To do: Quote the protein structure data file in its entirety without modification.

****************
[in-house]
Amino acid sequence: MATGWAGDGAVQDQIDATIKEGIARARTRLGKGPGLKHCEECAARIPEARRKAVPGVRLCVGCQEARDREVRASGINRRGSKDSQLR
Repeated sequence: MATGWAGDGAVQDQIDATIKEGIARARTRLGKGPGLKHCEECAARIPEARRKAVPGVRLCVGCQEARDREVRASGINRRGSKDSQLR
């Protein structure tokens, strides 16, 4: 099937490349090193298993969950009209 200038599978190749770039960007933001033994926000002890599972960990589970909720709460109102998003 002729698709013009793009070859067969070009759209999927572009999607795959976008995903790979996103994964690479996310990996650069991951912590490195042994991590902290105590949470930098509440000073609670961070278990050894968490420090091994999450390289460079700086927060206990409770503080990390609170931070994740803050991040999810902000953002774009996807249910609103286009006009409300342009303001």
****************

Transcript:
[in-house]
Amino acid sequence: MATGWAGDGAVQDQIDATIKEGIARARTRLGKGPGLKHCEECAARIPEARRKAVPGVRLCVGCQEARDREVRASGINRRGSKDSQLR
Repeated sequence: MATGWAGDGAVQDQIDATIKEGIARARTRLGKGPGLKHCEECAARIPEARRKAVPGVRLCVGCQEARDREVRASGINRRGSKDSQLR
């Protein structure tokens, strides 16, 4: 099937490349090193298993969950009209 200038599978190749770039960007933001033994926000002890599972960990589970909720709460109102998003 002729698709013009793009070859067969070009759209999927572009999607795959976008995903790979996103994964690479996310990996650069991951912590490195042994991590902290105590949470930098509440000073609670961070278990050894968490420090091994999450390289460079700086927060206990409770503080990390609170931070994740803050991040999810902000953002774009996807249910609103286009006009409300342009303001």